We’d start with the non-hybrid, five-seater RX 350. It’s better to drive than the RX 450h, we prefer having a conventional automatic transmission, and the third-row seats in the RX L are only suitable for small children. Every RX regardless of powertrain or body style comes generously equipped with a long list of safety features, including lane centering, bicycle detection, and road sign assistance, and adaptive cruise control, so there isn’t much you would need to add to build a comfortable, well-equipped crossover. We’d select the optional all-wheel drive system for extra peace of mind during the winter. Lexus hasn’t released pricing information yet, but a comparably-equipped 2019 model would cost about $45,000, and we don’t expect a massive increase for the 2020 model year.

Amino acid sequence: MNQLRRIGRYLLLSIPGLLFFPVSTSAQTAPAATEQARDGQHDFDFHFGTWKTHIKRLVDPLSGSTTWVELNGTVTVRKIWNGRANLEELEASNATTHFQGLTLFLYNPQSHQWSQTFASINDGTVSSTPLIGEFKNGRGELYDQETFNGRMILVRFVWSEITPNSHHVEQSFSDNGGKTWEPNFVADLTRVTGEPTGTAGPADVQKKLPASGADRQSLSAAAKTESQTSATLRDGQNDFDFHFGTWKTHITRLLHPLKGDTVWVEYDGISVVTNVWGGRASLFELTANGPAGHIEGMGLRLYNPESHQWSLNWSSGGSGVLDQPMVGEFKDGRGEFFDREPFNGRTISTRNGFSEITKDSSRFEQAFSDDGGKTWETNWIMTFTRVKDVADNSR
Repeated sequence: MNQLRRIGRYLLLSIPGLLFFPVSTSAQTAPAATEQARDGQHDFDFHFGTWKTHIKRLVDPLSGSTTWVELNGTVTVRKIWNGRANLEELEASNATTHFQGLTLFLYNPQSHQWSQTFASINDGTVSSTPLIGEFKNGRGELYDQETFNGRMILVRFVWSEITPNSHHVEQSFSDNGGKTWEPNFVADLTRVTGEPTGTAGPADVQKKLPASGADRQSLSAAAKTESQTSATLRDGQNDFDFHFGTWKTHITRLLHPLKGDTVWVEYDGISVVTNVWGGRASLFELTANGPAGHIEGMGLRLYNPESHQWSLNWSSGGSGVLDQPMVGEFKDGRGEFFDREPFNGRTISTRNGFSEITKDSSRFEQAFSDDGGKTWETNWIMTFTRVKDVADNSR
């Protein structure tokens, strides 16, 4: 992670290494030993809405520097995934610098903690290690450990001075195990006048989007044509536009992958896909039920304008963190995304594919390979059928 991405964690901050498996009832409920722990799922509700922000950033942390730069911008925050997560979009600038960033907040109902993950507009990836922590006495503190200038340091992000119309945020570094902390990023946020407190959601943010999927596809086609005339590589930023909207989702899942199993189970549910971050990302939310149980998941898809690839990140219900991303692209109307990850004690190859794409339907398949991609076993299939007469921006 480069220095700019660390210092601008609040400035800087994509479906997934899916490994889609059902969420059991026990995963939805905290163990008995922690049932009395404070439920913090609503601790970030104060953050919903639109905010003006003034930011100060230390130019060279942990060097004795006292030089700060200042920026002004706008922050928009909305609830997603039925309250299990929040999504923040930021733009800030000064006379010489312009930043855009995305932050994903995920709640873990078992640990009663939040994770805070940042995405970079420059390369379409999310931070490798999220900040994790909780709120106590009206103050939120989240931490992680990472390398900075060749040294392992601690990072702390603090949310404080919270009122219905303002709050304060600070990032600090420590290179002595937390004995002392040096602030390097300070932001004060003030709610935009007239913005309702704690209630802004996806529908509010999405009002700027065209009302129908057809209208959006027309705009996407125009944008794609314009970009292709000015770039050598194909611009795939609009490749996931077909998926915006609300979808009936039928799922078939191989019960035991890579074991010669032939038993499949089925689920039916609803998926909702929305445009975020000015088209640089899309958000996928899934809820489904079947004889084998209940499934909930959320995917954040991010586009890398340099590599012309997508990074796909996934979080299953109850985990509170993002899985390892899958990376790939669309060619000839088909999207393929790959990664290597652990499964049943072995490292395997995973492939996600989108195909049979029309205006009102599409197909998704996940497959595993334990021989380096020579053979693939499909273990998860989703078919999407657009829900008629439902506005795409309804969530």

Should you get one?
Now that its tech quotient is finally up to par, the Lexus RX should be your go-to option if you want a comfortable, worry-free crossover that feels markedly nicer than a mainstream model. The updates it receives for the 2020 model year make it much easier to live with. The rest hasn’t changed: it’s still well-built, quiet, and peppy in spite of its chilled-out personality. Motorists who want a sportier crossover would do well to step inside a BMW or an Audi store, though.